Planning - Good method for Quick recovery of MS server 2008 with SQL database in event of total server failure?

Posted on 2015-01-28
Last Modified: 2015-02-05
I have a local MS 2008 server running a SQL database.  It is running RAID 5 with SAS drives.  I have machinery that is dependent on this server to have high availability.  If this server has a total melt down (failed motherboard, lightening strike, flooding, etc) after 2 or 3 hours it will start costing me $1,000 + per hour in lost productivity.  I have another building that can house a 2nd server within 200 feet and can connect it together with Ethernet cable or fiber and house a 2nd server.  Our internet connection is slow DSL.  What are some solutions please? (mirrored servers or ???)  All information and detail is appreciated.
Question by:lew_stoner
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Assisted Solution

by:Aneesh Retnakaran
Aneesh Retnakaran earned 125 total points
ID: 40575929
depending on the sql server edition, you can go for Mirroring or log shipping. Never tried Mirroring over a slow network.
If the servers are on the same network, mirroring could do it. Otherwise, setup logshipping.
I assume, all your users access the database thru lan.

Author Comment

ID: 40575977
SQL 2008 R2.  Users access database through LAN.  To mirror servers over 10/100/1000 network how is that setup?  Identical servers on the network then some kind of software that does mirroring or ???
LVL 69

Expert Comment

ID: 40576026
Make sure, too, that existing users automatically go to the new server or have an easy way to access the new server in the event the old one fails.  It would be extremely frustrating to have perfect cloning of data and not be able to actually use it!

How much data loss can you afford?  2 hrs?  1 hr?  15 min?  None?   In general, the less time, the more it will cost :-).

Author Comment

ID: 40576050
We can actually afford to lose 1 day of data and we do backup our database nightly.  But if we had to do a complete restore it would be very time consuming and right now we don't have a 2nd server.  So....if something happened today we would order a server, wait for it to arrive and do a bare metal restore - very time consuming.  The lose of data is not the big issue, the bigger issue is the manufacturing machines that receive jobs from the server.  After about 2 hours of down time it starts costing us a lot of $$$$ because we have to shut down manufacturing.  Hope that helps and if you have specific recommendations/solutions please let me know.  If I can provide more information please ask questions.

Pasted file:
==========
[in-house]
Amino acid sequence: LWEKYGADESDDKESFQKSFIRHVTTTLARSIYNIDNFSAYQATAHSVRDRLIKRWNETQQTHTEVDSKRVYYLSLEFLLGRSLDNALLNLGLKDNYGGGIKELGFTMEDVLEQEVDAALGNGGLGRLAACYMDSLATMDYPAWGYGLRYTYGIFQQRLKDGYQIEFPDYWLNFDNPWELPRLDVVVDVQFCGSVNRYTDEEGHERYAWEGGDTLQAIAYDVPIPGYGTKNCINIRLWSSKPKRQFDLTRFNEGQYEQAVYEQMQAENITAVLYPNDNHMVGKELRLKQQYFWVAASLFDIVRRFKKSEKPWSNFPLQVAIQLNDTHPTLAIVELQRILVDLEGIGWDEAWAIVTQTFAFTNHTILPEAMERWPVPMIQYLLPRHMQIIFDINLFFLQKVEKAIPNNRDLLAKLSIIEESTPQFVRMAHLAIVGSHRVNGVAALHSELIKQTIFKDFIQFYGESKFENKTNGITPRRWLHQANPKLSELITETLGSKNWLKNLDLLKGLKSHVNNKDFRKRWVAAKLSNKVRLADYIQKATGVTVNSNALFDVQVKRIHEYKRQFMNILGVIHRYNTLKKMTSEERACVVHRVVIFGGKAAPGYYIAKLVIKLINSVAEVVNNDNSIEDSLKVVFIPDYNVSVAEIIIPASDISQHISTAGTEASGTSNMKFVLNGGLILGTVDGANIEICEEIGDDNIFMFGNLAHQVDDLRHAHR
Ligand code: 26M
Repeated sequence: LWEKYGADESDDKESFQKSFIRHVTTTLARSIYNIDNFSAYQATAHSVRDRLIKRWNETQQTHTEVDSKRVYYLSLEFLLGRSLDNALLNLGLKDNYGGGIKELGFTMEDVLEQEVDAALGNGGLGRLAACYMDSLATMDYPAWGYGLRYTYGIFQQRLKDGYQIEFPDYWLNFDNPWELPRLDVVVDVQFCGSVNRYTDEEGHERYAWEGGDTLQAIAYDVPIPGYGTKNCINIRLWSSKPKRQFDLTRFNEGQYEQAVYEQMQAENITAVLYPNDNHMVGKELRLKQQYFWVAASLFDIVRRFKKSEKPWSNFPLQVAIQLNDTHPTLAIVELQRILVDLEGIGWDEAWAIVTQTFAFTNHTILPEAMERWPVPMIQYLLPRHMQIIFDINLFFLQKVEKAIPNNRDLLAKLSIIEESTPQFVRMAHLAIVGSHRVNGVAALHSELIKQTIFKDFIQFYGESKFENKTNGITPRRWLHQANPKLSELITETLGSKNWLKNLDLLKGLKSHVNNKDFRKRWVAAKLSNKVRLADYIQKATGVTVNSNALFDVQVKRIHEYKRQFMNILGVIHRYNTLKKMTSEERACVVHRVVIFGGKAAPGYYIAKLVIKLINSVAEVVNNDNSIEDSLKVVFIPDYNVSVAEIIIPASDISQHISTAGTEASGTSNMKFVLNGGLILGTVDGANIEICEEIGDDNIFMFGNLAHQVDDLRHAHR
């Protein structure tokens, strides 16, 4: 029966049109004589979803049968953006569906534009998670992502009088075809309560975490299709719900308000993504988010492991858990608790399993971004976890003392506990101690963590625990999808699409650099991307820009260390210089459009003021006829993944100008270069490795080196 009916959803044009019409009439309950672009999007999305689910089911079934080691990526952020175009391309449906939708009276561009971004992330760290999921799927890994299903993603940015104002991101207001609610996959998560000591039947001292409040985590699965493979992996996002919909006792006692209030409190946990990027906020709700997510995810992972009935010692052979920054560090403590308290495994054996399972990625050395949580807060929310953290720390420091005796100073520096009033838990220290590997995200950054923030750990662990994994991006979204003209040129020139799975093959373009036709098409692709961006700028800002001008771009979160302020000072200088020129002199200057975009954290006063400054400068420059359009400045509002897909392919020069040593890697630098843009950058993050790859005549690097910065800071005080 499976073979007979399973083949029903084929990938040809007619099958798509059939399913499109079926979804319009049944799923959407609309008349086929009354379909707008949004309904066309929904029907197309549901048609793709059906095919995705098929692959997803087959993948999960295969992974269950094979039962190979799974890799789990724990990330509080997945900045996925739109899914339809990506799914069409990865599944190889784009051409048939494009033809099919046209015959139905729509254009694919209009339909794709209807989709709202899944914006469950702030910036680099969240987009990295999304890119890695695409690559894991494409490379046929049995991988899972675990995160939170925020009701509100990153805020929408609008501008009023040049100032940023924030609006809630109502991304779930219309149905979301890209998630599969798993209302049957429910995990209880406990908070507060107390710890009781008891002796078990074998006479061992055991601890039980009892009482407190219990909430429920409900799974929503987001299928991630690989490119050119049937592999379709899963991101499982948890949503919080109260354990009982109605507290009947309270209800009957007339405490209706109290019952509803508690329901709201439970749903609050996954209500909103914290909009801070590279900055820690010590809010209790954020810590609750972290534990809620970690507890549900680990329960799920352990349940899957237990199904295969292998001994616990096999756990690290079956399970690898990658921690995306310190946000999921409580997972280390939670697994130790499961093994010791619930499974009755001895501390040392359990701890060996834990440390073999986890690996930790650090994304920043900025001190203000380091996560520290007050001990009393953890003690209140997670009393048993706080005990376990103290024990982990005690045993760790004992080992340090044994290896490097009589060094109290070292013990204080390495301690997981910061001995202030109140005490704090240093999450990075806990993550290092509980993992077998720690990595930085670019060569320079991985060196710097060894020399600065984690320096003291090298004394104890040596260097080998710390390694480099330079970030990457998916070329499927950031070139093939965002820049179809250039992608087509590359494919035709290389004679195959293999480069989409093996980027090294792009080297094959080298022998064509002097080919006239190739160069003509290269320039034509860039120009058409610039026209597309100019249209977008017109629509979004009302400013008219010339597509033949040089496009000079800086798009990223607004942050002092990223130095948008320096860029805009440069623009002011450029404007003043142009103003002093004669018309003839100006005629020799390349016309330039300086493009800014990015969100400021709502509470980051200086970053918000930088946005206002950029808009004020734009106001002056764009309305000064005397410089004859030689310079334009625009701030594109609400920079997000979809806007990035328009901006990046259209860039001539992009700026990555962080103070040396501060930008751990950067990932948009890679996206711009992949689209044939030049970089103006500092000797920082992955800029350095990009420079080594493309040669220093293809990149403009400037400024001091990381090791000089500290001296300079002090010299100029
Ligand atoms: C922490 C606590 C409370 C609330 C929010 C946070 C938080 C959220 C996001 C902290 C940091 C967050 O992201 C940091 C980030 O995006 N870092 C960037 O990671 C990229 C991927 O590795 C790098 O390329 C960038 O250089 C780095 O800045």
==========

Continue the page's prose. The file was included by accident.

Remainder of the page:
LVL 69

Expert Comment

ID: 40576144
I'd recommend log shipping.  You can use the built-in SQL log shipping, or you could start with a version of your own.
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Author Comment

ID: 40576209
So....purchase another computer identical to the one in use or could this be done with a virtual server?  Then nightly do SQL log shipping?  Am I on the right path???  Would I need to purchase another server license and SQL license?
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Assisted Solution

ScottPletcher earned 125 total points
ID: 40576216
You should be able to use a virtual instance if you want.

>> Would I need to purchase another server license and SQL license? <<
I don't believe so, but licensing has gotten so complex I wouldn't say for sure.  Hopefully someone else has more expertise in licensing matters.

Assisted Solution

by:Casey Weaver
Casey Weaver earned 125 total points
ID: 40577223
If you're continuing to use SQL 2008, you do not need a license. The server can mirror or log ship without another license indefinitely. In the event of a failover, you are not permitted to use the backup server for more than 30 days in production without a license. 30 days, however, is usually more than enough time to get the primary back online (whether through repair or replacement).
LVL 46

Accepted Solution

Vitor Montalvão earned 125 total points
ID: 40577371
Casey is right about the licensing. For backups server you won't need an extra license if the server is shutted down. You are allowed to turn on the server for patching purposes only.
Another solution is to create a cluster with the 2nd server so you'll always need a single MSSQL license but two licenses of Windows Server. In the case of one of the servers fails a fail over will occur. For this solution you'll need a NAS solution also. It all depends on the money.

Author Closing Comment

ID: 40592217
Thanks for all your input, very helpful!  Lew

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